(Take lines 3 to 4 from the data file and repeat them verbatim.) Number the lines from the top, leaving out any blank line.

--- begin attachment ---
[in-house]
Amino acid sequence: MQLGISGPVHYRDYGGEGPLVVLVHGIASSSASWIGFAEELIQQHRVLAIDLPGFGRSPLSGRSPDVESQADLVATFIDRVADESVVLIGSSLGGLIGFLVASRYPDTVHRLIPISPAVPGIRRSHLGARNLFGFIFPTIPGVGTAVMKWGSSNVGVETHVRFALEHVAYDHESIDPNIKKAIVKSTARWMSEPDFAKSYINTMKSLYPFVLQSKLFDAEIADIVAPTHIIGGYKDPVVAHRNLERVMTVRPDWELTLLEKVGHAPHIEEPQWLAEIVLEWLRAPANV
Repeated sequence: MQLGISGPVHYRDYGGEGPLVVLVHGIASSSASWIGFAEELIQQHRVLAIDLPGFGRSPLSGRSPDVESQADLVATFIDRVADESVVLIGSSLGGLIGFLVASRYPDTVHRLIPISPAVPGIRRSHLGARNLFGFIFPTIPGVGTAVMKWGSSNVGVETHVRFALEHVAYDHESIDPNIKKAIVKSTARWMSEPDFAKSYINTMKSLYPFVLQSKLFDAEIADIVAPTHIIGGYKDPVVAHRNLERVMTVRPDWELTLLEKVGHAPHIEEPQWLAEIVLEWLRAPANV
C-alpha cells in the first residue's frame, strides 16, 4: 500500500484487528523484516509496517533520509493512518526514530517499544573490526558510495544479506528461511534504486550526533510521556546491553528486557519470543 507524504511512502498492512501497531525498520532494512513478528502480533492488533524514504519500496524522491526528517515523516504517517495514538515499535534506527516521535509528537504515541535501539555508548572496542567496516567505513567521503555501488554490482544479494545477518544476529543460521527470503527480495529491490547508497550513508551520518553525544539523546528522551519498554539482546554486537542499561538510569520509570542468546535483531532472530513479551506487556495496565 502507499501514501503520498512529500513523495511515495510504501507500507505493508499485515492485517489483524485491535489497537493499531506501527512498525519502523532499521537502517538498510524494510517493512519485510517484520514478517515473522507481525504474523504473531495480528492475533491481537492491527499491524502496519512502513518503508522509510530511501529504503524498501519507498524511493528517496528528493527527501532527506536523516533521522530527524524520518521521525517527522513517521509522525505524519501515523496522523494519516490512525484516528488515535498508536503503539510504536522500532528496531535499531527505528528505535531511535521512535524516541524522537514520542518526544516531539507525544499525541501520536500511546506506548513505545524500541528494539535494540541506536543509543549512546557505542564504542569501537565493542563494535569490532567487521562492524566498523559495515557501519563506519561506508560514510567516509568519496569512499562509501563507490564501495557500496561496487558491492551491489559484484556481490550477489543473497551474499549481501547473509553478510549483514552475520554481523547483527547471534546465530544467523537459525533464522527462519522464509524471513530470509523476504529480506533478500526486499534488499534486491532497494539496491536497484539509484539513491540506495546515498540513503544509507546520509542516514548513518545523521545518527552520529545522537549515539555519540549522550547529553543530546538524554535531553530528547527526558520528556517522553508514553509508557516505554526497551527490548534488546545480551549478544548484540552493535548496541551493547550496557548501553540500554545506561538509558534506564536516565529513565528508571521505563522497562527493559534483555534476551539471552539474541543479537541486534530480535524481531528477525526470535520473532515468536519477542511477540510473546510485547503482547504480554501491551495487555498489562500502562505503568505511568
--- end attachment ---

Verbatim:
Repeated sequence: MQLGISGPVHYRDYGGEGPLVVLVHGIASSSASWIGFAEELIQQHRVLAIDLPGFGRSPLSGRSPDVESQADLVATFIDRVADESVVLIGSSLGGLIGFLVASRYPDTVHRLIPISPAVPGIRRSHLGARNLFGFIFPTIPGVGTAVMKWGSSNVGVETHVRFALEHVAYDHESIDPNIKKAIVKSTARWMSEPDFAKSYINTMKSLYPFVLQSKLFDAEIADIVAPTHIIGGYKDPVVAHRNLERVMTVRPDWELTLLEKVGHAPHIEEPQWLAEIVLEWLRAPANV
C-alpha cells in the first residue's frame, strides 16, 4: 500500500484487528523484516509496517533520509493512518526514530517499544573490526558510495544479506528461511534504486550526533510521556546491553528486557519470543 507524504511512502498492512501497531525498520532494512513478528502480533492488533524514504519500496524522491526528517515523516504517517495514538515499535534506527516521535509528537504515541535501539555508548572496542567496516567505513567521503555501488554490482544479494545477518544476529543460521527470503527480495529491490547508497550513508551520518553525544539523546528522551519498554539482546554486537542499561538510569520509570542468546535483531532472530513479551506487556495496565 502507499501514501503520498512529500513523495511515495510504501507500507505493508499485515492485517489483524485491535489497537493499531506501527512498525519502523532499521537502517538498510524494510517493512519485510517484520514478517515473522507481525504474523504473531495480528492475533491481537492491527499491524502496519512502513518503508522509510530511501529504503524498501519507498524511493528517496528528493527527501532527506536523516533521522530527524524520518521521525517527522513517521509522525505524519501515523496522523494519516490512525484516528488515535498508536503503539510504536522500532528496531535499531527505528528505535531511535521512535524516541524522537514520542518526544516531539507525544499525541501520536500511546506506548513505545524500541528494539535494540541506536543509543549512546557505542564504542569501537565493542563494535569490532567487521562492524566498523559495515557501519563506519561506508560514510567516509568519496569512499562509501563507490564501495557500496561496487558491492551491489559484484556481490550477489543473497551474499549481501547473509553478510549483514552475520554481523547483527547471534546465530544467523537459525533464522527462519522464509524471513530470509523476504529480506533478500526486499534488499534486491532497494539496491536497484539509484539513491540506495546515498540513503544509507546520509542516514548513518545523521545518527552520529545522537549515539555519540549522550547529553543530546538524554535531553530528547527526558520528556517522553508514553509508557516505554526497551527490548534488546545480551549478544548484540552493535548496541551493547550496557548501553540500554545506561538509558534506564536516565529513565528508571521505563522497562527493559534483555534476551539471552539474541543479537541486534530480535524481531528477525526470535520473532515468536519477542511477540510473546510485547503482547504480554501491551495487555498489562500502562505503568505511568